I didn’t know that Ford used twin spark plugs back then! Wow a cheap-ass Ford I4 from the early 90s used two spark plugs per cylinder. I never knew that!

    I know some advanced cars like early hybrids, some German cars of the 2000s, and the Hemi have that, but I didn’t know about the Ranger tho! That’s OK because the job still shouldn’t be difficult on them.

      1. Too true. My grandpa laughed at me when I got all excited about two plugs per cylinder on a NAPS-Z as a kid. Then he showed me the rest of his old trans-am datsun parts that he still had kicking around from when he built motors for them in the 60’s and 70’s.

        I miss him and his stories.

  27. These are both great for the price, so I’ll get picky. I can’t vote for a 2WD pickup, and as much as I love the stepside I’ve never liked Ford’s trucks’ front end from this era. I wouldn’t normally ding it for not having AC, but my AC at home is broken right now and it’s been around 100° the past couple weeks, so I’m a little sensitive on the subject.

    Meanwhile I had a ’95 SL1 that I loved. Not fast, but fun to drive with a great manual, and enough power to keep up highway speed on I-70 west out of Denver, which is more than I can say for some shitboxes I’ve owned. It was surprisingly fun through the twisty mountain passes I was driving every weekend, and with a set of Blizzaks it was unstoppable in the snow. Dead reliable too, even after 150k and 10+ years.

    An SC2 with a little more power and comfort, and popup freakin’ headlights? Hell yes.

  28. Yes, yes, you’re all correct – this is an SC2. I should have checked more closely.

    In my defense, I was distracted. My wife and I have just adopted two 1-year-old rescue cats who do not like each other, and one of them keeps beating up on our dog. Wrangling this menagerie has left us both addled and sleep-deprived. I love the little fuzzballs, but man, it’s chaos…

  29. As a person with a small driveway I love old Rangers because they freaking fit in it! And when your primary use for a truck is hauling stuff between the hardware store, your relatives’ houses, and the dump, it doesn’t really matter if it’s slow. If you’ve drawn the straw for “Guy in the family with power tools and a reasonably reliable vehicle,” you know what I mean…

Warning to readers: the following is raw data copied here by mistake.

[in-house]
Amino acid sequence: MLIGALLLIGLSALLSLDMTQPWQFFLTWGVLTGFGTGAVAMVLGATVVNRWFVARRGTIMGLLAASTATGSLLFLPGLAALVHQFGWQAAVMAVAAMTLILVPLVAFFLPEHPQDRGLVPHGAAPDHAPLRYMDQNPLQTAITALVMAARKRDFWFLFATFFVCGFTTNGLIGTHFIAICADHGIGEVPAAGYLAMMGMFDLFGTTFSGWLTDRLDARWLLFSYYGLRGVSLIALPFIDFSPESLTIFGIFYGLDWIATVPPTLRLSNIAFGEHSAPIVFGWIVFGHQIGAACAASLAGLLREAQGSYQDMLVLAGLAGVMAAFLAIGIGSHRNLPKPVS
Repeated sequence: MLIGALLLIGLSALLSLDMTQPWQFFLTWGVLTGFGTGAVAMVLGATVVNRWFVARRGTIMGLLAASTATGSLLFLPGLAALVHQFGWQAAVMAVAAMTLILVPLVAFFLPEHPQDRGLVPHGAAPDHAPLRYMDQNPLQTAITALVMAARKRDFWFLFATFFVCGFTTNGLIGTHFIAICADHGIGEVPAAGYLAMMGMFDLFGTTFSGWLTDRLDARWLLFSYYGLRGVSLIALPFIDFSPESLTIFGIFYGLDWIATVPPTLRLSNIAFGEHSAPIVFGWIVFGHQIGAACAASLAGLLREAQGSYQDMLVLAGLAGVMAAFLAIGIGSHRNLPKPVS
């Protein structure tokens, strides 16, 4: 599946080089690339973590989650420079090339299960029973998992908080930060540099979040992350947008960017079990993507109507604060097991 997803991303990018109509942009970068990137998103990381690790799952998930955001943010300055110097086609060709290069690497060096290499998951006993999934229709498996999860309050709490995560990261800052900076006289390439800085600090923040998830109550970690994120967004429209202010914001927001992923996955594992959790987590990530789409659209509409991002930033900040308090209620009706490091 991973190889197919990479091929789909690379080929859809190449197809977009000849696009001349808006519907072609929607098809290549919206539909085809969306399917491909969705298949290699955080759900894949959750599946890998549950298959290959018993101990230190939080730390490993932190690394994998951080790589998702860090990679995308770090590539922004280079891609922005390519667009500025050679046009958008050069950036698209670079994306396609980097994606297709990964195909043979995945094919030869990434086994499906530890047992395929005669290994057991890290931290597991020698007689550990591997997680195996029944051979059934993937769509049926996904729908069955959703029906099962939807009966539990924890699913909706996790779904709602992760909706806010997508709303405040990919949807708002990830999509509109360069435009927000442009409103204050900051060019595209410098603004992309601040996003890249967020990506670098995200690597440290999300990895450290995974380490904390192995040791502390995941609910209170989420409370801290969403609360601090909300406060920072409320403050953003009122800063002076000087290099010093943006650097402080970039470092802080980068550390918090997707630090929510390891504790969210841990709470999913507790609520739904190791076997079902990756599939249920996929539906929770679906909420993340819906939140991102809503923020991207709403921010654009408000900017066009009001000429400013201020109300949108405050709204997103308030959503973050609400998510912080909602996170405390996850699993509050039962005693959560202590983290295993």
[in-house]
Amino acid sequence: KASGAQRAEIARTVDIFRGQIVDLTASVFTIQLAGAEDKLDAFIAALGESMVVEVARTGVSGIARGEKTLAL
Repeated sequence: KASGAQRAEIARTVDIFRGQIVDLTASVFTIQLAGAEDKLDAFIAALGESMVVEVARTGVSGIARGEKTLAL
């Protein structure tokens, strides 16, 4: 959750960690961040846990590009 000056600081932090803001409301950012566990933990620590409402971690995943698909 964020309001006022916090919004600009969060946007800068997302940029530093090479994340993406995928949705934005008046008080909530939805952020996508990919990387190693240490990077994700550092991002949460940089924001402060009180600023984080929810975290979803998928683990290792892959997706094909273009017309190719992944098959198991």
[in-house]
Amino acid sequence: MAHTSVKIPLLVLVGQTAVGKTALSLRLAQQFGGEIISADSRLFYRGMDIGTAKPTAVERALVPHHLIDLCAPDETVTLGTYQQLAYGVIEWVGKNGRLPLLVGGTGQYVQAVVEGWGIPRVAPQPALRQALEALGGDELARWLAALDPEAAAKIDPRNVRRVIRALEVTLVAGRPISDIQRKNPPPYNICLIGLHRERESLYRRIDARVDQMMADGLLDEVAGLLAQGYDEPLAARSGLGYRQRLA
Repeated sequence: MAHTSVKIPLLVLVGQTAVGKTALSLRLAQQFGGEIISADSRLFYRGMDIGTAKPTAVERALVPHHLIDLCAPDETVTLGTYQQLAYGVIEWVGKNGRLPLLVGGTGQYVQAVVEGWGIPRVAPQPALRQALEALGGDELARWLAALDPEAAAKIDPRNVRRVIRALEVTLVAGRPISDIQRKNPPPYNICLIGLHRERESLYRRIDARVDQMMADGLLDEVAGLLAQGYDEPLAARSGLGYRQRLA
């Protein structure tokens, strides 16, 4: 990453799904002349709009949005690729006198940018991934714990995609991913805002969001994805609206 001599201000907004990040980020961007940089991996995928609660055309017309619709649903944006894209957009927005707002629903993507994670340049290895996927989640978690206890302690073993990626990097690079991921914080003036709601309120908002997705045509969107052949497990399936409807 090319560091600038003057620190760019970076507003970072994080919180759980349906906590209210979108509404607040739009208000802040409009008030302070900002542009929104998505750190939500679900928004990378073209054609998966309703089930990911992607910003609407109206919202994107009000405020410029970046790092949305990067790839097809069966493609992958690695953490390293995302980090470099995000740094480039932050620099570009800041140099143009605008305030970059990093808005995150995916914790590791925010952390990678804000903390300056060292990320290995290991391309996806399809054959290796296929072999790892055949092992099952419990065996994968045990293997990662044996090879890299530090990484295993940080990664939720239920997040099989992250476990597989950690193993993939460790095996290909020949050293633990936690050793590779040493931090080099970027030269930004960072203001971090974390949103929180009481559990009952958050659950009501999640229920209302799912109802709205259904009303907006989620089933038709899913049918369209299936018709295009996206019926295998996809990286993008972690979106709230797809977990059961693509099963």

I guess I should be into Mavericks but the idea of a FWD truck makes me nervous???

  30. “styling emerged into excitingly swoopy shapes” Suppositories is what the evolved into.

    Styling of 90s cars is not at all an example of cars getting good. By far the ugliest decade for car design.

    It’s why the Ranger wins, because being a truck, it doesn’t have as much of the horrible styling imposed on it.

  31. I voted for the Ranger not because I want it but I think it’s slightly more versatile. I had an ’87 with the standard bed, single cab, 2.3 and manual. Swore I’d never again buy a small single cab pickup as there’s room for 2 and not much else. I’m not a fan of stepsides but the fibreglass does take care of fender-well rust issues.

  32. I voted Ranger. I’ve got a 93, but not a Splash. Extended cab, shortbed, in Fords tan/brown/gold color. It’s rusty as sin, but is probably the most trustworthy vehicle I’ve got! Just soldiers on no matter the abuse. My middle child is taking it to college in the fall. I’m going to have to find another one. She is convinced that she is going to keep her newly purchased Ninja in the bed (first “adult” purchase without Dad) so she doesn’t have to buy two parking permits!

  33. Mark. Come on. Seriously? Are you trying to break my brain? It’s already hard enough with the jetlag from hell.

    Both of these are great shitboxes. Assuming they have no rust beyond surface corrosion? They’re both good picks.
    The SC2’s air conditioning definitely gives it an edge over the basest-of-base Rangers. Especially since deadly heatwaves are here to stay and only going to get worse. And adding A/C is not an easy task. (It’s not just the compressor and condenser; it’s the whole front cooling, the HVAC controls, and the entire motor and blend assembly.)
    But the SC2 also loses quite a few points for the ruined seat cover, because the foam will degrade rather quickly if not properly repaired. Just slapping an Autozone Hawaiian-print universal seat cover on it is not a fix. It’s at least going to need to be taped up adequately, or a junkyard unit sourced. And the leather seems to have been a pretty rare option. (In fact, I only found a single leather car with a quick search, and it’s in far worse shape than this one.)

    Can’t go wrong with either one.

  34. This might be the toughest yet. I think a “just buy both” option needs added! I chose the Splash, mostly for nostalgia, and it’s indestructibility. The Saturn though looks almost too good for nearly 200k so was a hard choice. For that money, buy both…you can’t go wrong.